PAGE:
“God, Be Merciful to Me, a Sinner!” (Luke 18:9-17)

Twentieth Sunday after Pentecost
October 23, 2022

“God, Be Merciful to Me, a Sinner!” (Luke 18:9-17)

“So this Pharisee and a tax collector walk into a temple. . . .” No, this isn’t the start of some kind of a joke. Rather, it’s the start of a parable that Jesus tells. And this story makes a very important point. So we will be wise to listen up and take it to heart.

Our text is the parable of the Pharisee and the tax collector, from Luke 18. And we’re told why Jesus proceeds to tell this story. It’s because there were people “who trusted in themselves that they were righteous, and treated others with contempt.” Now I don’t suppose there are any people today who have that kind of attitude, are there? Oh, you and I both know there are. And in fact, sometimes we ourselves–that could describe you and me, that we think we’re pretty good in ourselves, and we look down upon others. So the parable that Jesus is about to tell is very relevant to our day and to our own lives.

Jesus starts out: “Two men went up into the temple to pray, one a Pharisee and the other a tax collector.” Now if you didn’t know any better, and you were listening to Jesus tell this story at the time, you might think it’s pretty easy to identify the good guy and the bad guy. The good guy must be the Pharisee, and the bad guy obviously is the tax collector. But Jesus has a habit of turning things upside-down. For instance, in the story of the Good Samaritan, the priest and the Levite–both of them, expected good guys–they both pass by the injured man and don’t do anything to help him. Or in the parable of the Prodigal Son, the older brother, the one who hadn’t run away–he’s the one who defies his father in the end. So here. Jesus will put a twist on our expectations.

The Pharisee would be the one you’d expect to be the good guy. The Pharisees as a group were known to be the most zealously religious people in the land. They were very attentive–very attentive!–to the teachings of the Law. They even went over and above the requirements of God’s Law, to make sure they weren’t breaking any commandments.

And this Pharisee, the one in this story, sounds like the paragon of virtue. He’s in the temple, standing by himself, and he prays like this: “God, I thank you that I am not like other men, extortioners, unjust, adulterers, or even like this tax collector. I fast twice a week; I give tithes of all that I get.”

My, that’s a pretty impressive prayer, isn’t it? I mean, he thanks God for what a fine religious fellow he is. The Pharisee is better than other men, and he knows it. He’s no lousy sinner. Other men may be extortioners, getting money by crooked means, but he isn’t. Other men may be unjust, but he is righteous. Other men may be adulterers, but if he wants to dump his wife, he’ll be sure to give her a certificate of divorce, to make it look legitimate. And now the Pharisee looks around and sees the tax collector standing in the back, so he adds, “I thank you, God, that I’m not like that lousy tax collector back there!”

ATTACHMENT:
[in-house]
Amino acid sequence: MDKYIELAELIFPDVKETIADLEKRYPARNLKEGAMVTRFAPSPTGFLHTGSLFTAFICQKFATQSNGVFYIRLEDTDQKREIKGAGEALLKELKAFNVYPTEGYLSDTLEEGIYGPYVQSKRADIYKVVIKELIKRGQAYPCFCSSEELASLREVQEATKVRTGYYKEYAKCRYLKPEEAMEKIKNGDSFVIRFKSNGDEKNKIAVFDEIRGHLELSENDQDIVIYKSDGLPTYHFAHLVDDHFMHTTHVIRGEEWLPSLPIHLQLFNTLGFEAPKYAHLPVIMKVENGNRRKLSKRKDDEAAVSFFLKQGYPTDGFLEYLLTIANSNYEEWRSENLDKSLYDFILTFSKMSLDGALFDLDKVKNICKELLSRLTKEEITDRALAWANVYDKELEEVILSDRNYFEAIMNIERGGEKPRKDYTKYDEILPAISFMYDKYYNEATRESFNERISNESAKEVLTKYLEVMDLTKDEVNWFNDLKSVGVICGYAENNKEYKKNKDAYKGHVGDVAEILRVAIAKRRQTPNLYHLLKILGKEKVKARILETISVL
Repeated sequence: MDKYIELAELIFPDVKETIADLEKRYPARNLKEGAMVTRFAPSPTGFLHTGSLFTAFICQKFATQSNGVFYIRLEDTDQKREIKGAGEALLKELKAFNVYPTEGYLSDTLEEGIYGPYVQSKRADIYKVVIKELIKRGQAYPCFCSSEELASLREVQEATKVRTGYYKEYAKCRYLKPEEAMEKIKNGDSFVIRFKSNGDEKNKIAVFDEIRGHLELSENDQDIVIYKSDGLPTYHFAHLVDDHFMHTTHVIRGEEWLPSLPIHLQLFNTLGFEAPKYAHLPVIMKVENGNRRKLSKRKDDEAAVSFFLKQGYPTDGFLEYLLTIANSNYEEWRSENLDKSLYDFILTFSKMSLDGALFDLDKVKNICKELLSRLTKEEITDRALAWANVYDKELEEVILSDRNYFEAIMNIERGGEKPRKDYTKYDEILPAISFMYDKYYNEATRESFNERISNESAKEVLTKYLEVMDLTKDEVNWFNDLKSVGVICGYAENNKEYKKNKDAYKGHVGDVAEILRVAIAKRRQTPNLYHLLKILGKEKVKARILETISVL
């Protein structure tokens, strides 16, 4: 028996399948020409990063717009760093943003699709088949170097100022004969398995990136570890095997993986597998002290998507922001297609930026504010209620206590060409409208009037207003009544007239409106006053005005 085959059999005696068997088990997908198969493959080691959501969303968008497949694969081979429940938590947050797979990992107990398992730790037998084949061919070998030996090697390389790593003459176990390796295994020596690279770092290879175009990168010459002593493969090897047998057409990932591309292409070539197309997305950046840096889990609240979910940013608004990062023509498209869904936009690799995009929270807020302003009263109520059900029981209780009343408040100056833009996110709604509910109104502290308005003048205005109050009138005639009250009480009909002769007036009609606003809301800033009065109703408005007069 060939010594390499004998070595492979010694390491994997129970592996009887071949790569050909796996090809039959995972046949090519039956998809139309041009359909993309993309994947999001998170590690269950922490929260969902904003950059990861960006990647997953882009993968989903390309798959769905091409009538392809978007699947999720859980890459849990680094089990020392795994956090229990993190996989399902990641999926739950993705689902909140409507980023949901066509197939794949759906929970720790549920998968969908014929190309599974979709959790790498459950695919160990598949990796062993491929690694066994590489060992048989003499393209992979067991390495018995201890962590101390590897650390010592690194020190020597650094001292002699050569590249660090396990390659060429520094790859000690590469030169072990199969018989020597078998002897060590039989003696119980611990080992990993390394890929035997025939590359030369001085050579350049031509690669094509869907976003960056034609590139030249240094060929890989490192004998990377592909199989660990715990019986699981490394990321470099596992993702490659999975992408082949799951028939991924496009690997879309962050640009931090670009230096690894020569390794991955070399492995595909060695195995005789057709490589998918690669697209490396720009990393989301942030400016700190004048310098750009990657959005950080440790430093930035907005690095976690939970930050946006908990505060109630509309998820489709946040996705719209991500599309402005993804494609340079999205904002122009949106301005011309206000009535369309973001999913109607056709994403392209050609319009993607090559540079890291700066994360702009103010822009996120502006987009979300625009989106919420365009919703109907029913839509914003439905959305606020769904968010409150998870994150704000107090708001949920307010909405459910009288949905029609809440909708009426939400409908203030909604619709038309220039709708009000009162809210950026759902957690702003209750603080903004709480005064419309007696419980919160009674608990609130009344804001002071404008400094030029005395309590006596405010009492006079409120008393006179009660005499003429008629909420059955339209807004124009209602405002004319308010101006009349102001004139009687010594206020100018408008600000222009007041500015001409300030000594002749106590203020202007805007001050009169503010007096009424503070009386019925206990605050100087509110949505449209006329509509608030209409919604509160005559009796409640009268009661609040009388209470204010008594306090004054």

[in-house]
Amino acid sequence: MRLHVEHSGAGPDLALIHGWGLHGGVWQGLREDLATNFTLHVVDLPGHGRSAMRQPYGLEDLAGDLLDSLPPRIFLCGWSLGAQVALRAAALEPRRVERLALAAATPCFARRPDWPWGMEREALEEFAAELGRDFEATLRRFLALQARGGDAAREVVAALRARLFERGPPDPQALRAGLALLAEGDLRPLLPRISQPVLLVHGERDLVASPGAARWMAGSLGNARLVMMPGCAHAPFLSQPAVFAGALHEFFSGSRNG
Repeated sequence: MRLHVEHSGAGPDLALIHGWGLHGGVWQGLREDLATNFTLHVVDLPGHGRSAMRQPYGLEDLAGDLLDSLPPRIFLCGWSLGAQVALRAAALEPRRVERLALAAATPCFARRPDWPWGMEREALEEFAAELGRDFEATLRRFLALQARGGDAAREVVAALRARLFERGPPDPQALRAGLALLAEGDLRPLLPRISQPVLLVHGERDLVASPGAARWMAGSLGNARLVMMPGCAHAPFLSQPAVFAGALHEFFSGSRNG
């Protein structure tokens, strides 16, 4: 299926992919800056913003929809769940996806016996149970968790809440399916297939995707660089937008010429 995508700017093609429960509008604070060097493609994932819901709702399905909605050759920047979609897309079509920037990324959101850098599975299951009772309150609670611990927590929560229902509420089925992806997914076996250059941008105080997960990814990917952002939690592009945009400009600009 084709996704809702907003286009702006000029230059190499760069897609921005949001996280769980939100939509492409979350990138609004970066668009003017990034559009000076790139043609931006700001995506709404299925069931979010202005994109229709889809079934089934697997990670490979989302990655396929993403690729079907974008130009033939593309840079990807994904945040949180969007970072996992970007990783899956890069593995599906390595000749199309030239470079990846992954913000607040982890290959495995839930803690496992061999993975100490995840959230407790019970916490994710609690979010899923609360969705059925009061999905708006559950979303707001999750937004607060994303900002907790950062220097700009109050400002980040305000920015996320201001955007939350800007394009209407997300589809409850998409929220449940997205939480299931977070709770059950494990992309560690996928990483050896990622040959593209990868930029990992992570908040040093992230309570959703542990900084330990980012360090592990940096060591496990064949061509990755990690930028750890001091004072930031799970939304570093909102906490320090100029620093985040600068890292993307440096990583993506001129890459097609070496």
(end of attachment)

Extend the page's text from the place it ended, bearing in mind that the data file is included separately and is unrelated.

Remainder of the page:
The Pharisee thanks God for what he is not, and then he wants God to know what a good man he is. He says: “I fast twice a week; I give tithes of all that I get.” Impressive! This Pharisee would put most of us to shame. He fasts twice a week. How many of you fast even twice a year? Have you even fasted twice in your life? Fasting can be a good religious exercise. And this guy does it twice a week! Then there’s his giving. He gives tithes of all that he gets. In other words, he gives 10% of all his income. How many of you do that? Do you put at least 10% of your annual income into the offering plate? That would be a good practice. Do you do it? This guy does.

So the Pharisee in this story is the one you would expect to be the good guy. And then contrast him to the tax collector. The tax collectors as a group had a very bad reputation, and deservedly so. First, they were collecting taxes for the Romans, which made them hated by their fellow Jews. And second, the tax collectors had a reputation for being corrupt, for overcharging, collecting more than they should have, in order to line their own pockets. So when a tax collector is introduced as one of the characters in the story, the audience most likely would boo and hiss.

However, in this story, the tax collector is the picture of humility and repentance. He’s standing far off. He doesn’t feel worthy to put himself forward before God. He doesn’t even lift up his eyes toward heaven. Instead, he beats his breast in penitential sorrow. This tax collector doesn’t make a big long speech congratulating himself over what a great guy he is and how God should be impressed by him. No, his prayer is sincere and to the point. He simply says, “God, be merciful to me, a sinner!”